First Class Education’s Head of Education and Training, Peter Cobrin, gets really excited about their new programme for primary and secondary schools across London and the south-east.
Clarifying personal SEN budgets
Early years settings, schools, academies, colleges and other learning providers are focused on supporting all the children or young people to achieve quality learning outcomes. The teacher or tutor will be focused on helping every member of their class or tutor group to achieve well.
Some children and young people will need additional support to achieve their learning outcomes. We call this targeted support. Early years settings, schools, academies and colleges have funding for this. The targeted support might include, for example, focused literacy support or a behaviour management programme.
A small number of children and young people will require additional and individual support over and above the targeted support so that they can participate in learning activities, enjoy the learning experience and achieve well. At the moment, most of these children and young people have a statement of special educational needs and in the future they will have an education, health and care (EHC) plan, which may be supported by a personal budget. Where some or all of this budget is to enable the child or young person to participate, enjoy and achieve their learning outcomes, this element is called the personal SEN budget.
A simple explanation
A child or young person may also have an element of their personal budget from social care (for example short breaks) or health. While the personal SEN budget is focused on learning outcomes, a personal care budget is focused on outcomes around family and home life, being safe when out and about in the local community and being able to take part in life outside school. Personal health budgets are focused on health outcomes. Together these elements form the child or young person’s overall personal budget.
In use since April 2013, the new school funding arrangements divide funding for children and young people into three parts (elements 1, 2 and 3). Using this scheme we can see how this works for mainstream settings, schools, academies and colleges.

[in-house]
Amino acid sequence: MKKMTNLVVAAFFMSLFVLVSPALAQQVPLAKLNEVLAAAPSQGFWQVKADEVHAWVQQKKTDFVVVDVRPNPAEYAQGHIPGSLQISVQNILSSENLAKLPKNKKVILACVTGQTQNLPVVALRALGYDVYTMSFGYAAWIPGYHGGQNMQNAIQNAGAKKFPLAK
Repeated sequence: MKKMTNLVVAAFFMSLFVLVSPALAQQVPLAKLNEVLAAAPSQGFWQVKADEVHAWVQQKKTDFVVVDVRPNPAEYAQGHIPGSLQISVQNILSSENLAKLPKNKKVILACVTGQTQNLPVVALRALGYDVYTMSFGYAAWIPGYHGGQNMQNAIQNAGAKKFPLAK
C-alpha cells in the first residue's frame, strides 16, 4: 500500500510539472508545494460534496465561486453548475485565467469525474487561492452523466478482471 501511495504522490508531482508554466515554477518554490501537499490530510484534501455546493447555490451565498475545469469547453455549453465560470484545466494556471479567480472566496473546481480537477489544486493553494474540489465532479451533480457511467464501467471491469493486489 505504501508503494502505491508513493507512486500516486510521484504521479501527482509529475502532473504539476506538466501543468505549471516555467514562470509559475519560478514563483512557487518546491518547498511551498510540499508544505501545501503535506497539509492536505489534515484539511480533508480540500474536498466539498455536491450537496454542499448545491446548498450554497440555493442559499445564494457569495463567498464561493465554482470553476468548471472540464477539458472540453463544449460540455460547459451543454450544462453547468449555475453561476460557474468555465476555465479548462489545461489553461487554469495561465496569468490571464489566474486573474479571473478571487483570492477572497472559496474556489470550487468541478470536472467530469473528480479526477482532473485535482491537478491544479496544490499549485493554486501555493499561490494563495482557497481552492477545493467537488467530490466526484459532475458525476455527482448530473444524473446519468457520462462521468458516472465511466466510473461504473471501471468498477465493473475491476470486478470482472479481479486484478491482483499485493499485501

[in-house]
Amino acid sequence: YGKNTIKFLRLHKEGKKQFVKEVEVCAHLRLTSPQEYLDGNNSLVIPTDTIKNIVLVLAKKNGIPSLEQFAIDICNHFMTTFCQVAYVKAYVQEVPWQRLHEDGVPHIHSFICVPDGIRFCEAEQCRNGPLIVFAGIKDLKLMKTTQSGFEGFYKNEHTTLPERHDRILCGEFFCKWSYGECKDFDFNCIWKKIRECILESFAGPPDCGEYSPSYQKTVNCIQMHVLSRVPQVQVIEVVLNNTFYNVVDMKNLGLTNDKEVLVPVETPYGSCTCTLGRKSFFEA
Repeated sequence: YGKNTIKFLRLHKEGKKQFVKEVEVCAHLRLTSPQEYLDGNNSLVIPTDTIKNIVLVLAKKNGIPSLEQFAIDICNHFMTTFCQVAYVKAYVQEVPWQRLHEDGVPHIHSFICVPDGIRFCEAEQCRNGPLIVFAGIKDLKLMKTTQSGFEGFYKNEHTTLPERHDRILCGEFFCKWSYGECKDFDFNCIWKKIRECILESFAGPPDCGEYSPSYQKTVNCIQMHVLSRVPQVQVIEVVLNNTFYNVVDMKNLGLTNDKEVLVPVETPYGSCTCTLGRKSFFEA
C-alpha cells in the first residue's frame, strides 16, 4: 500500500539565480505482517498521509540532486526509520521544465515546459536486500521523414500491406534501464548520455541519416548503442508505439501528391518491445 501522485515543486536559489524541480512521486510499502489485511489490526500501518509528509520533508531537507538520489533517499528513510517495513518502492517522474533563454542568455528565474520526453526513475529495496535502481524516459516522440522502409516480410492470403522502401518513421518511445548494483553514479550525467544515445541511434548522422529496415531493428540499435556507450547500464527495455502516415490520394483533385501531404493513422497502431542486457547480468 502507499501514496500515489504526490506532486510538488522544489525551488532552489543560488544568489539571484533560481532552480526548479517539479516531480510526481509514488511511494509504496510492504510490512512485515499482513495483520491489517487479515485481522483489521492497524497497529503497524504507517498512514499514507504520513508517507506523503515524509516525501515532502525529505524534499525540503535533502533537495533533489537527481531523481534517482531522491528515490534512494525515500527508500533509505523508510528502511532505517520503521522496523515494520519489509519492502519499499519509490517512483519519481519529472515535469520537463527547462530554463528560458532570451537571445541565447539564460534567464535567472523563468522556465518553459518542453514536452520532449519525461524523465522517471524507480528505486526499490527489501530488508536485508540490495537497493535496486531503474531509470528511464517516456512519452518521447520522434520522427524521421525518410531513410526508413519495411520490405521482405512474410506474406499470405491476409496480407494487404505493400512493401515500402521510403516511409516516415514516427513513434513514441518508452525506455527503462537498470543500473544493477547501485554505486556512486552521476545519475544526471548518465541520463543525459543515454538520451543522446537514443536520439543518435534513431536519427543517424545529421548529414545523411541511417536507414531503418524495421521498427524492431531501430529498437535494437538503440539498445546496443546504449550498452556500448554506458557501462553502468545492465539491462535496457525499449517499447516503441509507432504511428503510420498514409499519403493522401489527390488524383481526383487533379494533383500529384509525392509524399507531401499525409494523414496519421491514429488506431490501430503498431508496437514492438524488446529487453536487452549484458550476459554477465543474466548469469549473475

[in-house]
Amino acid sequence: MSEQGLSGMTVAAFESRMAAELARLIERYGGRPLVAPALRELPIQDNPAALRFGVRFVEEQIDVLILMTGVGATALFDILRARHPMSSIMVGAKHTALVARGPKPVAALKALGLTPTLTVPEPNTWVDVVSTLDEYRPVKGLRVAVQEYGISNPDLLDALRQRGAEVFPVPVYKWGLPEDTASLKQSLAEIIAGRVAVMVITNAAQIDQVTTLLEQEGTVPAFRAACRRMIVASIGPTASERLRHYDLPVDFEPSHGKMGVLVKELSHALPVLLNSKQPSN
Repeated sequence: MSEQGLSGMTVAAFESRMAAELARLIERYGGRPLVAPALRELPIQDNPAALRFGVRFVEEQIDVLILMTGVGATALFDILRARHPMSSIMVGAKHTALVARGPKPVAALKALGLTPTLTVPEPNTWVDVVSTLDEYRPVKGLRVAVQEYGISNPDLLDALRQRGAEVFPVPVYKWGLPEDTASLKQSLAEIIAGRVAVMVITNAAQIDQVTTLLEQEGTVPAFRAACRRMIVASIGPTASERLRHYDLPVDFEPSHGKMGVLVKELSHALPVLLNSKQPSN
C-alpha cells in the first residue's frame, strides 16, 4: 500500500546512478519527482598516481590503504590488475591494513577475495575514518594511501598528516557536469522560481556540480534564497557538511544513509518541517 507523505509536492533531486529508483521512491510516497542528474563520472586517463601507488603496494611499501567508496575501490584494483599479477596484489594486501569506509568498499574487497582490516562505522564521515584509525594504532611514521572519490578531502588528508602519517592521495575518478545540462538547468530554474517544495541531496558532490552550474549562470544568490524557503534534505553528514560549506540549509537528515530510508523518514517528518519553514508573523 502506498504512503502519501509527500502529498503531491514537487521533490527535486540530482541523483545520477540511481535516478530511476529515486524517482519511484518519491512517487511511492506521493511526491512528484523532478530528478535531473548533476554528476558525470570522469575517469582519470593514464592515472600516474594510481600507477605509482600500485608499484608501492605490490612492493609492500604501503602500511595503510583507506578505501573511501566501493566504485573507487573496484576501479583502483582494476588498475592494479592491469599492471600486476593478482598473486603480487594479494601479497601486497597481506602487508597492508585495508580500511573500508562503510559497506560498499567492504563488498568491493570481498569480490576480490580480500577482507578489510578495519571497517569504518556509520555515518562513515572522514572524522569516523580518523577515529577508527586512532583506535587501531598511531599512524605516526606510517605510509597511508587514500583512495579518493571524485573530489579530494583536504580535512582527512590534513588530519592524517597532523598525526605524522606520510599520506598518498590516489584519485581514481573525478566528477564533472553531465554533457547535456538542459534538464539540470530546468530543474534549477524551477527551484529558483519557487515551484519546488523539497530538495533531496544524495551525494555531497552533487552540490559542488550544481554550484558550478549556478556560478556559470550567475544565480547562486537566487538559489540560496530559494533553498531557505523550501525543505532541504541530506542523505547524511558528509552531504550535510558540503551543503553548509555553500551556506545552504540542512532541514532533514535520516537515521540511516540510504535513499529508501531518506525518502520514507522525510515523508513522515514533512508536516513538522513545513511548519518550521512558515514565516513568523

Universal services and the mainstream covers funding per pupil at a school, with each school receiving an amount to fund a place at school. This is called element 1.
Targeted services and support involves additional learning support funding. Each setting, school, academy or college is expected to provide support up to the equivalent of £6,000 to meet the additional support needs of childr en and young people who require this. This is called element 2.
Choice and control/self-directed support covers ‘top-up’ funding, retained by the local authority. This is called element 3. This funding is allocated through a resource allocation system as indicative personal SEN budgets. It provides the additional individual support the child or young person needs in order to achieve their learning outcomes as set out in their EHC plan or statement of SEN. Parts of the personal SEN budget may be taken as a direct payment and used by parents on behalf of the child or by the young person themselves to purchase the additional and individual support set out in the EHC plan (for example, any assessed support which is not already provided by the school).
How are budgets allocated?
Following the single assessment process, a decision will be made about how to meet the identified learning, health and/or care outcomes together with the child or young person and their family. The decision will include whether there is a need for a personal budget from one or more of the available budgets: education, health or social care (or in some cases form a single pooled ‘support’ budget).
If it is agreed that a personal budget is needed to achieve particular outcomes, a resource allocation will be completed with the family or young person, resulting in an indicative budget being allocated to help draw up the EHC plan. The indicative budget will be known in the early stages of the EHC plan. Children, young people and families will be supported to create the plan. It is only once the planning process has been completed that it will be clear what the final personal budget should be in order to fund the additional support required to achieve the identified outcomes.
Other support options
A personal SEN budget does not include funding for the school place, and it does not include targeted support managed by the school or other learning providers to offer additional learning support to individuals, classes or groups of pupils and students. A personal SEN budget enables the support offered to the child or young person to be further personalised to meet individual learning support needs.
What does it cover?
An important thing to consider is how the funding can be used alongside all the other sources of support, learning activities and opportunities to help the child or young person achieve their learning outcomes. The learning outcomes that the child or young person hopes to achieve will be set out in their EHC plan and setting/school/college education plans.
A personal SEN budget could: add to existing learning support, providing a more consistent offer of support to the child or young person; fund time to bring all key parties together to bridge the gap between home and school/other learning provision and to build a team of dedicated support people (including family); fund some specialist input; fund work experience or a work-based learning opportunity; and add to the technology available to promote a student’s individual style of learning.